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Genomic evaluation of hybridization in historic and modern North American Bison (Bison bison)


During the late nineteenth century North American bison underwent a significant population bottleneck resulting in a reduction in population size of over 99% and a species-level near-extinction event. Factors responsible for this destruction included indiscriminate killing, loss of access to suitable habitat, and diseases. At the nadir of this population crash, very few wild plains bison survived and were restricted to Yellowstone National Park, USA and a small number of wild wood bison remained in Wood Buffalo National Park, Canada. However, most surviving bison in the late 1800’s were maintained by cattle ranchers in private herds where hybridization between bison with various breeds of domestic cattle was often encouraged. Over the last 20 years, the legacy of this introgression has been identified using mitochondrial DNA and limited nuclear microsatellite analyses. However, no genome-wide assessment has been performed, and some herds were believed to be free of introgression based on current genetic testing strategies. Herein, we report detailed analyses using whole genome sequencing from nineteen modern and six historical bison, chosen to represent the major lineages of bison, to identify and quantitate signatures of nuclear introgression in their recent (within 200 years) history. Both low and high coverage genomes provided evidence for recent introgression, including animals from Yellowstone, Wind Cave, and Elk Island National Parks which were previously thought to be free from hybridization with domestic cattle. We employed multiple approaches, including one developed for this work, to identify putative cattle haplotypes in each bison genome. These regions vary greatly in size and frequency by sample and herd, though we detected domestic cattle introgression in all bison genomes tested. Since our sampling strategy spanned across the diversity of modern bison populations, these finding are best explained by multiple historical hybridization events between these two species with significant genetic recombination over the last 200 years. Our results demonstrate that whole genome sequencing approaches are required to accurately quantitate cattle introgression in bison.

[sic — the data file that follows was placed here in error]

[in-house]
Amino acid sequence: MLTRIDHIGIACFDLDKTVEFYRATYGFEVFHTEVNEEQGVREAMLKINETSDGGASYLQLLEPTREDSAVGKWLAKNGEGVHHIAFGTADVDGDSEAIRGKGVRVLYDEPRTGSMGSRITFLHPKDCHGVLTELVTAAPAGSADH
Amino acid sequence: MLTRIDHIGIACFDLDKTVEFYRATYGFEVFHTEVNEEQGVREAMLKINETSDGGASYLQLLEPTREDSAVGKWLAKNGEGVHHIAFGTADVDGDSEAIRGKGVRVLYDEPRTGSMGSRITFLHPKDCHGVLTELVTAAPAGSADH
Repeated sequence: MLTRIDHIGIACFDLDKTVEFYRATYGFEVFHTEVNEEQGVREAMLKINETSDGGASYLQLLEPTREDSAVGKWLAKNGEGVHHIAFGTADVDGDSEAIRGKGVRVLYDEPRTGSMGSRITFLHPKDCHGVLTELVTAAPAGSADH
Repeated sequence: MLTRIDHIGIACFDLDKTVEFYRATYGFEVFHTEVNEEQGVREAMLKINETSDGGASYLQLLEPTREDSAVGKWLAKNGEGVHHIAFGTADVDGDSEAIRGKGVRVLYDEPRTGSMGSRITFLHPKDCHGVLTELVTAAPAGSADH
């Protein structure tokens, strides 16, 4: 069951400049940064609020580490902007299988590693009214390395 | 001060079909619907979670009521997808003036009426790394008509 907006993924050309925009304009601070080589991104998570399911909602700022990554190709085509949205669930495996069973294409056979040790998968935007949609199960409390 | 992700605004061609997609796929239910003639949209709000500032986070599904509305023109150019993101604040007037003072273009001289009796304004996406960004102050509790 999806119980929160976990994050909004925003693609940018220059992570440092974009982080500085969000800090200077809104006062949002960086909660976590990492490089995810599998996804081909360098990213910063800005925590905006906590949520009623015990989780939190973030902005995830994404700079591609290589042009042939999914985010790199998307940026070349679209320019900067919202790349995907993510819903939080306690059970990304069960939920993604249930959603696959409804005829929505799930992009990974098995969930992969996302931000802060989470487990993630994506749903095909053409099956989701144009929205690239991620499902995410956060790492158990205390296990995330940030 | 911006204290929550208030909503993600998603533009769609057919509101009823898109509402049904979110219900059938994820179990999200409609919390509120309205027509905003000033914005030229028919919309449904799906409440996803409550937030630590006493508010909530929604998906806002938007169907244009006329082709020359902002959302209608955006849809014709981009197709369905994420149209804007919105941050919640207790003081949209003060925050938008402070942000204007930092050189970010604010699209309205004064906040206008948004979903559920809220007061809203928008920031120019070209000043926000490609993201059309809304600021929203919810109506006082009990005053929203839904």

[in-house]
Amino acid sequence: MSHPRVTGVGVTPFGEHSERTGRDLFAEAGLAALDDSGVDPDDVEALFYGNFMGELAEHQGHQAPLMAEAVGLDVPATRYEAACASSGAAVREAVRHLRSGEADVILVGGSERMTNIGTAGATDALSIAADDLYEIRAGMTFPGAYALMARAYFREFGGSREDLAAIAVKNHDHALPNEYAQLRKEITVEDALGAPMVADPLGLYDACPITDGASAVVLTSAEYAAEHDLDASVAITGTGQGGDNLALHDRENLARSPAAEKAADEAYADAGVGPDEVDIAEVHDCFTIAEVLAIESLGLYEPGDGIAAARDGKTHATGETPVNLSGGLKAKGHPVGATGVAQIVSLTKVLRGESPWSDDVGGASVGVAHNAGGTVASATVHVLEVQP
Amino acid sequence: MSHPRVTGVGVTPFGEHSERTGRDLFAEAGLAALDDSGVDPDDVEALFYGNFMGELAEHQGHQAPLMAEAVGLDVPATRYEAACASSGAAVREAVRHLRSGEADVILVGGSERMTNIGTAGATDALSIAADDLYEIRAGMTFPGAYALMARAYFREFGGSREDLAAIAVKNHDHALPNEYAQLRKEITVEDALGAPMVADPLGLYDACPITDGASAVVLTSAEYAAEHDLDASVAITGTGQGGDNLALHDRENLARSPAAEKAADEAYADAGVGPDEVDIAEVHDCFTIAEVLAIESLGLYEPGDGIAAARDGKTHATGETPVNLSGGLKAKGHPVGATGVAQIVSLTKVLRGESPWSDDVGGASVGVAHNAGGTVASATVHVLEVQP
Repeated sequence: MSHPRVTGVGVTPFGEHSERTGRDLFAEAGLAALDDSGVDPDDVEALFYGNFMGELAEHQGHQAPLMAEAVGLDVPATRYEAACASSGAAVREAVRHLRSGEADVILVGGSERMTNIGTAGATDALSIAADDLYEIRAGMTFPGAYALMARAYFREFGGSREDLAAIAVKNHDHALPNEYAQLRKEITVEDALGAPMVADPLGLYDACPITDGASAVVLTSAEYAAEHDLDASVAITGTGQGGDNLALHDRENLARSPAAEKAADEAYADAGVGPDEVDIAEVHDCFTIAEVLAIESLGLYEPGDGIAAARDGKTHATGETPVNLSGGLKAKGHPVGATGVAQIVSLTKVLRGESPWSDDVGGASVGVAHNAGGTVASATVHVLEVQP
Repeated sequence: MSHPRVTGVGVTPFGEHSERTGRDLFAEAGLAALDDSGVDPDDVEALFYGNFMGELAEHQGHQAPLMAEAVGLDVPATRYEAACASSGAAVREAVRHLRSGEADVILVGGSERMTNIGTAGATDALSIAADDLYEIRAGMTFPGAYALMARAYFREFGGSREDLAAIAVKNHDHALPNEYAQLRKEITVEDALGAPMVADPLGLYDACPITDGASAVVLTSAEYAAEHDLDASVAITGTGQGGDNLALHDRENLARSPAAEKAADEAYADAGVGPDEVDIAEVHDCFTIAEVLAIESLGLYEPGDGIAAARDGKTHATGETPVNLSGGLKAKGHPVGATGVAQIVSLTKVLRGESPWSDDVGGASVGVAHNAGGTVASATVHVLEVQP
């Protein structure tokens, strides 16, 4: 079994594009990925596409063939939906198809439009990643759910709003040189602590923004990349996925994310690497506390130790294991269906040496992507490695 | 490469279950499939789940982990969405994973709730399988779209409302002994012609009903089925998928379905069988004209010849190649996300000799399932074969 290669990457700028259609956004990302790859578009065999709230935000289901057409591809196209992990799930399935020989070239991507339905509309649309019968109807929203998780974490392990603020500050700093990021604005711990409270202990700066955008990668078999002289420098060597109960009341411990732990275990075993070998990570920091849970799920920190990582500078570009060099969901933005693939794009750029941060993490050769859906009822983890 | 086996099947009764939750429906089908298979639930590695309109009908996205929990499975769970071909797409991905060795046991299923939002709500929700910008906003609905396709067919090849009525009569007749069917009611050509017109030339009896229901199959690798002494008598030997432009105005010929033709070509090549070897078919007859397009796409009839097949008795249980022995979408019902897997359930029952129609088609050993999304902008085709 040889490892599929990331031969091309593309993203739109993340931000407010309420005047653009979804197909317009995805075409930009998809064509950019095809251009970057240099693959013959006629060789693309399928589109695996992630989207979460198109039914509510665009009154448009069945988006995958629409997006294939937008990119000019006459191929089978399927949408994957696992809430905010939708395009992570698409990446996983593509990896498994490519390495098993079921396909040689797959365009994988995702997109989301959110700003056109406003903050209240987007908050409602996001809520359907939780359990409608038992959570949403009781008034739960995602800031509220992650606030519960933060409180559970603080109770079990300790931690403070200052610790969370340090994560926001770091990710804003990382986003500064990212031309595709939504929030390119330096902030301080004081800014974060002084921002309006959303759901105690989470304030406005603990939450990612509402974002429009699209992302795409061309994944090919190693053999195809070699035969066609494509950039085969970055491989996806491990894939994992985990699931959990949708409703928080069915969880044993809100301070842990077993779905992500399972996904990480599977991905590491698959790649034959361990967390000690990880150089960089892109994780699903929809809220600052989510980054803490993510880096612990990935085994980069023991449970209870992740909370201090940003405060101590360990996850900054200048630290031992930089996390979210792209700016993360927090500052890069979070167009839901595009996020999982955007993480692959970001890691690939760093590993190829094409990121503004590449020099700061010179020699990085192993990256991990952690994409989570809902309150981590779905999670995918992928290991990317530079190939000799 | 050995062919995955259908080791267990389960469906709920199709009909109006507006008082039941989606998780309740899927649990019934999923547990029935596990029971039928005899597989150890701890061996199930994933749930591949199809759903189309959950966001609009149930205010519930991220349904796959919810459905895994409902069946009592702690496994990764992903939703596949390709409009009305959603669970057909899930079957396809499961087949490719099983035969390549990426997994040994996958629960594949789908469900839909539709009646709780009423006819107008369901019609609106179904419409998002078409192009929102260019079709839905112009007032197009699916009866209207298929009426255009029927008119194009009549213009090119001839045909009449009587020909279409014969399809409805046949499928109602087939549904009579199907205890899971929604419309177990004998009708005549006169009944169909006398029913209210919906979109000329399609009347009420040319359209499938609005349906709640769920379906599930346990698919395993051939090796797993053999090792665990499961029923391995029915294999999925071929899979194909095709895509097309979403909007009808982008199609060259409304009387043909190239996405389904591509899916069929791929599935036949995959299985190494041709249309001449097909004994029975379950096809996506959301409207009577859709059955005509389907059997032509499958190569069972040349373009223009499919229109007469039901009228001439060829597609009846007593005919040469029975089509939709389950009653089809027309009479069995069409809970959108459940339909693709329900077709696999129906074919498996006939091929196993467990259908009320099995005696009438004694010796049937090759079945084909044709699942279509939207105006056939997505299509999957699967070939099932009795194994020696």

“There is reason to fear that unless the United States Government takes the matter in hand and makes a special effort to prevent it, the pure-blood bison will be lost irretrievably through mixture with domestic breeds and through in-and-in breeding.” (Hornaday 1889)